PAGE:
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Phosphate supplementation can be used to treat low phosphate levels in the blood and levels of calcium that test too high. It may prevent kidney stones in some people and is sometimes used to treat urinary tract infections. Phosphate is commonly used as an antacid for gastroesophageal reflux disease and as a laxative. It can be administered rectally to clean out the bowel before surgery.
Many phosphate products also contain aluminum, sodium, calcium, and potassium. These medicines are considered safe if used for a short time. Long-term use might disrupt the normal balance of phosphate and other chemicals essential for good health. People with certain medical conditions should not use phosphate supplementation unless a doctor prescribes it.
Any condition that causes edema, which is swelling from fluid retention, might get worse with phosphate supplementation, especially if swelling occurs in the feet or legs. Supplements of this mineral combined with sodium should not be used by patients with heart disease, an inflamed pancreas, liver disease, or high blood pressure. Patients with underactive adrenal glands might create too much potassium in the blood if they use phosphate supplementation.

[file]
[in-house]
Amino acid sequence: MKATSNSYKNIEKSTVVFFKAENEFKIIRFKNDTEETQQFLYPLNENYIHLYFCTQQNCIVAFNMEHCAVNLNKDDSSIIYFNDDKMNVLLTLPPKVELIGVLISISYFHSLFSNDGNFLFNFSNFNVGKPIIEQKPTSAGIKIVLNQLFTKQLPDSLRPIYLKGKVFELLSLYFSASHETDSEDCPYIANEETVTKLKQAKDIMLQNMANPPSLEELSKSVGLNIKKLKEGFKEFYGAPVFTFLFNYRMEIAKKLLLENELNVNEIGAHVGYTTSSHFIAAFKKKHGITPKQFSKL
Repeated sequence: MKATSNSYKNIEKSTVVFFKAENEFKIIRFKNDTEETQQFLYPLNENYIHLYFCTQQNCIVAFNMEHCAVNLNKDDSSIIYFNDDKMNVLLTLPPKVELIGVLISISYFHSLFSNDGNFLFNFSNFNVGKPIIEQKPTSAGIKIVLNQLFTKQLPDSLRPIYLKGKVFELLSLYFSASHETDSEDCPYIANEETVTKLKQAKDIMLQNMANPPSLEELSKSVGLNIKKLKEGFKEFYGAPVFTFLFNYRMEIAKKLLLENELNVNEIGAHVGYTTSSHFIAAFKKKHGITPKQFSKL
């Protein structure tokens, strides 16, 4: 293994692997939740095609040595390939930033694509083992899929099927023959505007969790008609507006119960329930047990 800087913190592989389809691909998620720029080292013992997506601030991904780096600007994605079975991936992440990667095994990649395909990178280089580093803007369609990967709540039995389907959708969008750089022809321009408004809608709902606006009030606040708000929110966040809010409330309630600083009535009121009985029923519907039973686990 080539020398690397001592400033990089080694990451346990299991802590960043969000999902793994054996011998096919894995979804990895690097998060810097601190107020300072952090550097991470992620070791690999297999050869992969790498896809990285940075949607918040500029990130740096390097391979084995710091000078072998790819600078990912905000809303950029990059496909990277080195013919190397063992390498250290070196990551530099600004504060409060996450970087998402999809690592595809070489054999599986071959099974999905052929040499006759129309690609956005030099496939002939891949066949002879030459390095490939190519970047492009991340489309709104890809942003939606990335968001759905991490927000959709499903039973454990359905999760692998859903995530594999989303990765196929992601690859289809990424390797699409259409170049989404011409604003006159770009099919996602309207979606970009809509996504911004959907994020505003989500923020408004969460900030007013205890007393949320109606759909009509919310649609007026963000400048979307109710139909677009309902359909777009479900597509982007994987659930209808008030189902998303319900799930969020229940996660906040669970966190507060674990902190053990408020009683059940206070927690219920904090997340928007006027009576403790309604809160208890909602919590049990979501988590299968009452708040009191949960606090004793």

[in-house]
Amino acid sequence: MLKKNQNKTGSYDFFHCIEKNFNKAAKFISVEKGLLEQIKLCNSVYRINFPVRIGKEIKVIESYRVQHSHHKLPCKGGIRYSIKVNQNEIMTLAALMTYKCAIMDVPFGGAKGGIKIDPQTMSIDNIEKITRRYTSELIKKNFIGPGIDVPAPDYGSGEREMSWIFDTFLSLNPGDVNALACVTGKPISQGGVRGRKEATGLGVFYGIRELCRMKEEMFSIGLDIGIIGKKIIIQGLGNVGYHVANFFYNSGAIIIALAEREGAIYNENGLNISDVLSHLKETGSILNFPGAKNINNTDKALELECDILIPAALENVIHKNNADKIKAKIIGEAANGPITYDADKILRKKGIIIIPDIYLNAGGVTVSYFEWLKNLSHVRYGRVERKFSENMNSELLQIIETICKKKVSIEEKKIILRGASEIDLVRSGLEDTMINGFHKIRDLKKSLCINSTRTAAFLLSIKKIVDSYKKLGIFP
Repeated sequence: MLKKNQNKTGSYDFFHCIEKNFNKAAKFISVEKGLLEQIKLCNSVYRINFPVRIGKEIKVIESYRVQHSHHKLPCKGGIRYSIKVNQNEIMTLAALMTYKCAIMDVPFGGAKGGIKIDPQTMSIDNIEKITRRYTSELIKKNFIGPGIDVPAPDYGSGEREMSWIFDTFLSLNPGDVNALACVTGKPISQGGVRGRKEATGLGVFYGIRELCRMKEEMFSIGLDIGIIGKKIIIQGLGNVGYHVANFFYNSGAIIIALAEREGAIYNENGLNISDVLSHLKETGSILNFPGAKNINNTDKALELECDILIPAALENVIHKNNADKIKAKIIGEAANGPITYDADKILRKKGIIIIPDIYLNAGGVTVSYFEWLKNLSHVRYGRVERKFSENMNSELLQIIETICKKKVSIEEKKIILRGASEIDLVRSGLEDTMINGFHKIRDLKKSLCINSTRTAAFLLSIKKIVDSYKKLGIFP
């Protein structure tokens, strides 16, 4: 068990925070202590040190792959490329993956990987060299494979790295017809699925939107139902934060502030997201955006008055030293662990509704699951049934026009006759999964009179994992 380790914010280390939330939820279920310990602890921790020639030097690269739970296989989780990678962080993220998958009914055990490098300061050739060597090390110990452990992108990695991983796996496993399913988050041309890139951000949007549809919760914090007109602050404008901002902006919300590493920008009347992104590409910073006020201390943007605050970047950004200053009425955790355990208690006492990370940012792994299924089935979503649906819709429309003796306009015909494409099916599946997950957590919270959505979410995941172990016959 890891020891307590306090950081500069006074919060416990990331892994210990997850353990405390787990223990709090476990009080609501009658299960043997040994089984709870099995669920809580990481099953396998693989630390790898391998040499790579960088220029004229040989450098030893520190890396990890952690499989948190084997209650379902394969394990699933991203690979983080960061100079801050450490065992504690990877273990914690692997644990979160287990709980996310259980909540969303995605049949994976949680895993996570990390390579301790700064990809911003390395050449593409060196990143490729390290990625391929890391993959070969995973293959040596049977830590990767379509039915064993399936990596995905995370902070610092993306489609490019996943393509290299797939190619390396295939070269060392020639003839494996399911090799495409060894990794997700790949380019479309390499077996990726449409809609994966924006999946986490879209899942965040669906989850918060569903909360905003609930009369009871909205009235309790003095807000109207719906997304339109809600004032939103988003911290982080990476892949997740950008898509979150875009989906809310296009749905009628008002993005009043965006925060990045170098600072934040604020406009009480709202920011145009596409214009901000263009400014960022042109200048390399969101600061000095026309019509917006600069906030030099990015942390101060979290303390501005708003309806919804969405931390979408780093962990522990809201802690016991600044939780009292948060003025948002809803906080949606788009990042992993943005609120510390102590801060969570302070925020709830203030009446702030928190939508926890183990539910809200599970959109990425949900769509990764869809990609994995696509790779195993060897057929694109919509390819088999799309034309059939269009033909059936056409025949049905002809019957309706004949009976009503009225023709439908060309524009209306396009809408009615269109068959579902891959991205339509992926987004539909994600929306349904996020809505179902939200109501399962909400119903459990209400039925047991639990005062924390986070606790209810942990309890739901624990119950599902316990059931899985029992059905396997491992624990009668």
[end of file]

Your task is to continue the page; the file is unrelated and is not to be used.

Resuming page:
This caution also applies to underactive parathyroid gland function, which might worsen with phosphate supplementation. Too much phosphate in the human body could provoke calcium deposits in areas that might be harmful, such as kidney stones. Doctors typically advise getting vitamins and minerals from a balanced diet.
Phosphate is present in dairy products, fish, meat, poultry, eggs, and nuts. It is also added to some fortified cereal foods. Meat and dairy products generally allow easy absorption of phosphate by the body. Phosphate is routinely added to cola beverages, which might disrupt normal levels in the blood in people who frequently drink these products.
This mineral is important for proper cell functioning and vitamin absorption. It helps the body store and transport energy for normal activities. Some people use phosphate supplementation to increase their exercise performance, but not enough evidence exists to show phosphate increases aerobic ability.
Phosphate supplementation does prevent rickets, a disease that affects children by causing soft bones. If a pregnant woman lacks the mineral in her blood, her unborn fetus does not receive adequate amounts via the placenta. Researchers found pregnant women who tested low in phosphate could reverse the condition through supplements, protecting unborn children. Intravenous phosphate supplementation is used to treat rickets and patients on feeding tubes who may lack essential minerals.
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